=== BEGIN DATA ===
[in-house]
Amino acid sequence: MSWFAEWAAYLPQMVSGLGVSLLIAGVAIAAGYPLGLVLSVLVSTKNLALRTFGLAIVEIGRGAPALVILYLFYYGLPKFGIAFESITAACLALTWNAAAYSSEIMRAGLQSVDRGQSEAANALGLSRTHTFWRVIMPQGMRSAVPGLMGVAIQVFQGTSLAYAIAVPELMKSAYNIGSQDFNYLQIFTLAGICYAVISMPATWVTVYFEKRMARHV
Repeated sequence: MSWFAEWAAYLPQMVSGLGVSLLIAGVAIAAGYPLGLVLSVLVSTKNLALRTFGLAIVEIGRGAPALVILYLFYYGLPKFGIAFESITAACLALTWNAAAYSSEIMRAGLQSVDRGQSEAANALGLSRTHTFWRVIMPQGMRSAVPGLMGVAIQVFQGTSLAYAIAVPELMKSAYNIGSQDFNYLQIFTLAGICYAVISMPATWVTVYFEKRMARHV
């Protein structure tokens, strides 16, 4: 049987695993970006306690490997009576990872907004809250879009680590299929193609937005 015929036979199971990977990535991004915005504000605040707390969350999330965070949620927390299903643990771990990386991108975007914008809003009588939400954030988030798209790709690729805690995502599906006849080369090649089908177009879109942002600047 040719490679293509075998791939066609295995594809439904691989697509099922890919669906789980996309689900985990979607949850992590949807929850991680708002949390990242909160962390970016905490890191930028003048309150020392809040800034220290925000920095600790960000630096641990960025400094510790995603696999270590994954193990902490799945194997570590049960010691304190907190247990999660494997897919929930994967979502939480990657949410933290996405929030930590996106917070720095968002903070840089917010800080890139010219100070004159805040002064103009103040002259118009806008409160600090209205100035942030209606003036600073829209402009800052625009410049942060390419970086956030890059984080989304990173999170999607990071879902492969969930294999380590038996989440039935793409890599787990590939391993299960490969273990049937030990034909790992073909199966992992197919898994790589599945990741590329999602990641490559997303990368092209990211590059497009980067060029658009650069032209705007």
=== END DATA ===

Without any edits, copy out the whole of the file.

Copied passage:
[in-house]
Amino acid sequence: MSWFAEWAAYLPQMVSGLGVSLLIAGVAIAAGYPLGLVLSVLVSTKNLALRTFGLAIVEIGRGAPALVILYLFYYGLPKFGIAFESITAACLALTWNAAAYSSEIMRAGLQSVDRGQSEAANALGLSRTHTFWRVIMPQGMRSAVPGLMGVAIQVFQGTSLAYAIAVPELMKSAYNIGSQDFNYLQIFTLAGICYAVISMPATWVTVYFEKRMARHV
Repeated sequence: MSWFAEWAAYLPQMVSGLGVSLLIAGVAIAAGYPLGLVLSVLVSTKNLALRTFGLAIVEIGRGAPALVILYLFYYGLPKFGIAFESITAACLALTWNAAAYSSEIMRAGLQSVDRGQSEAANALGLSRTHTFWRVIMPQGMRSAVPGLMGVAIQVFQGTSLAYAIAVPELMKSAYNIGSQDFNYLQIFTLAGICYAVISMPATWVTVYFEKRMARHV
């Protein structure tokens, strides 16, 4: 049987695993970006306690490997009576990872907004809250879009680590299929193609937005 015929036979199971990977990535991004915005504000605040707390969350999330965070949620927390299903643990771990990386991108975007914008809003009588939400954030988030798209790709690729805690995502599906006849080369090649089908177009879109942002600047 040719490679293509075998791939066609295995594809439904691989697509099922890919669906789980996309689900985990979607949850992590949807929850991680708002949390990242909160962390970016905490890191930028003048309150020392809040800034220290925000920095600790960000630096641990960025400094510790995603696999270590994954193990902490799945194997570590049960010691304190907190247990999660494997897919929930994967979502939480990657949410933290996405929030930590996106917070720095968002903070840089917010800080890139010219100070004159805040002064103009103040002259118009806008409160600090209205100035942030209606003036600073829209402009800052625009410049942060390419970086956030890059984080989304990173999170999607990071879902492969969930294999380590038996989440039935793409890599787990590939391993299960490969273990049937030990034909790992073909199966992992197919898994790589599945990741590329999602990641490559997303990368092209990211590059497009980067060029658009650069032209705007």